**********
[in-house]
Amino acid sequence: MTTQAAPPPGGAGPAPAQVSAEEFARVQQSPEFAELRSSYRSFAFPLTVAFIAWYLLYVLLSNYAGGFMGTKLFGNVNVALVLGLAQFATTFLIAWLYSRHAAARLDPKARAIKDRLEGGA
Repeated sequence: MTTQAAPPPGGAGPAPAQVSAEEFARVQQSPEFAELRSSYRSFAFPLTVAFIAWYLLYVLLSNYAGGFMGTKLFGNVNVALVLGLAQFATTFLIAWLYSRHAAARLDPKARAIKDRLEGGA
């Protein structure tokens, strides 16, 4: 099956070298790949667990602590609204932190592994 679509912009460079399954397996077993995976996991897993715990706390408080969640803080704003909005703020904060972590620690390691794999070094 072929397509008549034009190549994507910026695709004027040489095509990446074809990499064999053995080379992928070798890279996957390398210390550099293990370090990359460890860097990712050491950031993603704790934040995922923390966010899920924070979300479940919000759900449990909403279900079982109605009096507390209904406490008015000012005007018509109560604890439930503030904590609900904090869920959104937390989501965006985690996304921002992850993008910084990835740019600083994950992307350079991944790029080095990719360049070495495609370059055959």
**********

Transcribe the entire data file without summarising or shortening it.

[in-house]
Amino acid sequence: MTTQAAPPPGGAGPAPAQVSAEEFARVQQSPEFAELRSSYRSFAFPLTVAFIAWYLLYVLLSNYAGGFMGTKLFGNVNVALVLGLAQFATTFLIAWLYSRHAAARLDPKARAIKDRLEGGA
Repeated sequence: MTTQAAPPPGGAGPAPAQVSAEEFARVQQSPEFAELRSSYRSFAFPLTVAFIAWYLLYVLLSNYAGGFMGTKLFGNVNVALVLGLAQFATTFLIAWLYSRHAAARLDPKARAIKDRLEGGA
């Protein structure tokens, strides 16, 4: 099956070298790949667990602590609204932190592994 679509912009460079399954397996077993995976996991897993715990706390408080969640803080704003909005703020904060972590620690390691794999070094 072929397509008549034009190549994507910026695709004027040489095509990446074809990499064999053995080379992928070798890279996957390398210390550099293990370090990359460890860097990712050491950031993603704790934040995922923390966010899920924070979300479940919000759900449990909403279900079982109605009096507390209904406490008015000012005007018509109560604890439930503030904590609900904090869920959104937390989501965006985690996304921002992850993008910084990835740019600083994950992307350079991944790029080095990719360049070495495609370059055959």